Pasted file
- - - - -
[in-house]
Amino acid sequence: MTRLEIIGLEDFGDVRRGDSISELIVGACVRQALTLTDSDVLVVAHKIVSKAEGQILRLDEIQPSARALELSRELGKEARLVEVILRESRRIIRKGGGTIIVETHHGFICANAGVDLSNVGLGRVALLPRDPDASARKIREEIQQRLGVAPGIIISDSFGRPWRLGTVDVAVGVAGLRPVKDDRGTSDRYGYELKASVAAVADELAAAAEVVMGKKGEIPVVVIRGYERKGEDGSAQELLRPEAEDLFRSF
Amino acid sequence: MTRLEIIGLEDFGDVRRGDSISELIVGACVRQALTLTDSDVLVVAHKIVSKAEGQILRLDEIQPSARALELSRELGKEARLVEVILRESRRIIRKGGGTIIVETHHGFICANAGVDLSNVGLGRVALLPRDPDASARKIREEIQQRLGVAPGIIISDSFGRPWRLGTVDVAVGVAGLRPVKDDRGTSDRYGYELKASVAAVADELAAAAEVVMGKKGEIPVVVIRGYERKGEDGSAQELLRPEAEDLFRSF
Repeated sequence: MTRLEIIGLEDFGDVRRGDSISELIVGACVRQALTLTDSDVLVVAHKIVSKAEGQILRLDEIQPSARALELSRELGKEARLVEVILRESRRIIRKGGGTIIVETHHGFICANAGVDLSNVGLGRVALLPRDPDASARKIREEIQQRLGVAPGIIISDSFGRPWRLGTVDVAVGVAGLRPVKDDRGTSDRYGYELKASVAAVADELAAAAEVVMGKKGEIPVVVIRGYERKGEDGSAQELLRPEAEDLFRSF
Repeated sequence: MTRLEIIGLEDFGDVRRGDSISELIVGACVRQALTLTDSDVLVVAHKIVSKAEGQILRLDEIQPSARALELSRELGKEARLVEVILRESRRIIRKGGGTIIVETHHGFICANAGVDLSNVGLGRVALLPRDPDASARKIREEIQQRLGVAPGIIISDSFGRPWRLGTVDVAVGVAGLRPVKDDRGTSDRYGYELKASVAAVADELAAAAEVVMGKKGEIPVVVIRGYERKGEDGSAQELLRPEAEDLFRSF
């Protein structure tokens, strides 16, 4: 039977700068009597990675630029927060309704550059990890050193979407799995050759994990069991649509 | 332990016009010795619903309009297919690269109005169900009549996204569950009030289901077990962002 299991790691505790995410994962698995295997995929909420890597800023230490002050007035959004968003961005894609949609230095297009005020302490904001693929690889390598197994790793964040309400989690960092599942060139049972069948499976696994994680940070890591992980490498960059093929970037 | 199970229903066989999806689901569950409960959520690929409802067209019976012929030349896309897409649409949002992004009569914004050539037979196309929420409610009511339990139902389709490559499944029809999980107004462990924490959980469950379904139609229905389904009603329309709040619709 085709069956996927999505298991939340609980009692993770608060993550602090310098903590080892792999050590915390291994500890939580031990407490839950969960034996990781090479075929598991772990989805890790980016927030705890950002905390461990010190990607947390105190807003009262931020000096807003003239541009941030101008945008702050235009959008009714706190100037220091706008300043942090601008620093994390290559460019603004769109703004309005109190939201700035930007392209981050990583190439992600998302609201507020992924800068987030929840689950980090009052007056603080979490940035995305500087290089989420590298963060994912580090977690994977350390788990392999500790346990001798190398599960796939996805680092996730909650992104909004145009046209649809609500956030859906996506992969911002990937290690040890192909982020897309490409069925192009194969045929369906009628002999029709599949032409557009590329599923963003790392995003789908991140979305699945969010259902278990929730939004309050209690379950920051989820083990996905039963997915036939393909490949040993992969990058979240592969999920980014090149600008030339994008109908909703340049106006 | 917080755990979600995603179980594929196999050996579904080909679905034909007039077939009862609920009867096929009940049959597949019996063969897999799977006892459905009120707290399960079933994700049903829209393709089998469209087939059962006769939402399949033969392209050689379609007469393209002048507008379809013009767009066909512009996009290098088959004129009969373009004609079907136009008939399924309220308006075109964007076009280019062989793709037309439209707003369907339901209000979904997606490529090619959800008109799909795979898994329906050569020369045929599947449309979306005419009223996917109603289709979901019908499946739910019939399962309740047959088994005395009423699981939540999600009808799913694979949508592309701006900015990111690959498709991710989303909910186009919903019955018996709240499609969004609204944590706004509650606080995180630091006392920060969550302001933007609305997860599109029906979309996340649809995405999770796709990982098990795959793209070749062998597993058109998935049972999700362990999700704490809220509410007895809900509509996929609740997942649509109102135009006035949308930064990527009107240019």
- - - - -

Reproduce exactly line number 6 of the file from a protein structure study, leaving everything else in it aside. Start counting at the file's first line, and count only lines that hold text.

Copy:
């Protein structure tokens, strides 16, 4: 039977700068009597990675630029927060309704550059990890050193979407799995050759994990069991649509 | 332990016009010795619903309009297919690269109005169900009549996204569950009030289901077990962002 299991790691505790995410994962698995295997995929909420890597800023230490002050007035959004968003961005894609949609230095297009005020302490904001693929690889390598197994790793964040309400989690960092599942060139049972069948499976696994994680940070890591992980490498960059093929970037 | 199970229903066989999806689901569950409960959520690929409802067209019976012929030349896309897409649409949002992004009569914004050539037979196309929420409610009511339990139902389709490559499944029809999980107004462990924490959980469950379904139609229905389904009603329309709040619709 085709069956996927999505298991939340609980009692993770608060993550602090310098903590080892792999050590915390291994500890939580031990407490839950969960034996990781090479075929598991772990989805890790980016927030705890950002905390461990010190990607947390105190807003009262931020000096807003003239541009941030101008945008702050235009959008009714706190100037220091706008300043942090601008620093994390290559460019603004769109703004309005109190939201700035930007392209981050990583190439992600998302609201507020992924800068987030929840689950980090009052007056603080979490940035995305500087290089989420590298963060994912580090977690994977350390788990392999500790346990001798190398599960796939996805680092996730909650992104909004145009046209649809609500956030859906996506992969911002990937290690040890192909982020897309490409069925192009194969045929369906009628002999029709599949032409557009590329599923963003790392995003789908991140979305699945969010259902278990929730939004309050209690379950920051989820083990996905039963997915036939393909490949040993992969990058979240592969999920980014090149600008030339994008109908909703340049106006 | 917080755990979600995603179980594929196999050996579904080909679905034909007039077939009862609920009867096929009940049959597949019996063969897999799977006892459905009120707290399960079933994700049903829209393709089998469209087939059962006769939402399949033969392209050689379609007469393209002048507008379809013009767009066909512009996009290098088959004129009969373009004609079907136009008939399924309220308006075109964007076009280019062989793709037309439209707003369907339901209000979904997606490529090619959800008109799909795979898994329906050569020369045929599947449309979306005419009223996917109603289709979901019908499946739910019939399962309740047959088994005395009423699981939540999600009808799913694979949508592309701006900015990111690959498709991710989303909910186009919903019955018996709240499609969004609204944590706004509650606080995180630091006392920060969550302001933007609305997860599109029906979309996340649809995405999770796709990982098990795959793209070749062998597993058109998935049972999700362990999700704490809220509410007895809900509509996929609740997942649509109102135009006035949308930064990527009107240019």